Just like the original Rosetta technology, Rosetta 2 lets users run macOS apps from one platform on another — this time translating Intel apps to the ARM architecture of the M1 chip. While I don’t expect Rosetta to go away any time soon, Apple may disable it in some regions as macOS 11.3 beta codes suggest just that.
iOS developer Steve Moser just shared on Twitter what he found in the third beta of macOS Big Sur 11.3, which was released today for developers. Apple has included new code in the Rosetta API that mentions the removal of this feature in some regions.
“Rosetta will be removed upon installing this update,” the code says. Another string clarifies that Rosetta 2 is being removed from M1 Macs in some specific regions.
Rosetta is no longer available in your region. Applications requiring Rosetta will no longer run.
At least for now, it doesn’t seem that Apple has disabled Rosetta 2 in any regions, and there is still no evidence of when, or if, the company will actually do so. The message may have been added merely as a precaution in case the company faces any related restrictions in the future. But what would this restriction be?
Back in 2017, when Microsoft began work on Windows 10 for ARM, the company announced x86 app emulation just like Apple. However, Intel threatened Microsoft by claiming that the x86 architecture has proprietary technologies and could not be emulated on other processors without permission.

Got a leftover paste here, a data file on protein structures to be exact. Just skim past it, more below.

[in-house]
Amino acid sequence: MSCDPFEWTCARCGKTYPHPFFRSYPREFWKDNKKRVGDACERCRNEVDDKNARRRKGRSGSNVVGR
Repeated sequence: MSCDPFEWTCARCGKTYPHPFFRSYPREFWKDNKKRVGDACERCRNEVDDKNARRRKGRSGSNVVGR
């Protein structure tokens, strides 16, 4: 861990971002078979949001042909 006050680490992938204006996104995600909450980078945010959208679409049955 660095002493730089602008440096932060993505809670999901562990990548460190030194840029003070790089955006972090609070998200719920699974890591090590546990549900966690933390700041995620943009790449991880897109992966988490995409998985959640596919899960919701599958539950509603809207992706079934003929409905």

Although Windows 10 ARM was capable of emulating 32-bit apps from the x86 architecture, 64-bit app emulation was only recently added in an Insider Preview build — which could be related to Intel’s patents. Apple could be getting ready to face a similar dispute with its Rosetta 2 technology.
On a related note, Moser also found changes that Apple has made to the game controls changes in macOS Big Sur 11.3 beta 3, plus a new option to allow connections with friends in Game Center.
macOS Big Sur 11.3 also brought some more minor changes including a new warranty feature under the About This Mac section and a new Autoplay feature in Apple Music that previously debuted in iOS 14, and some tweaks to the Touch Alternatives menu.
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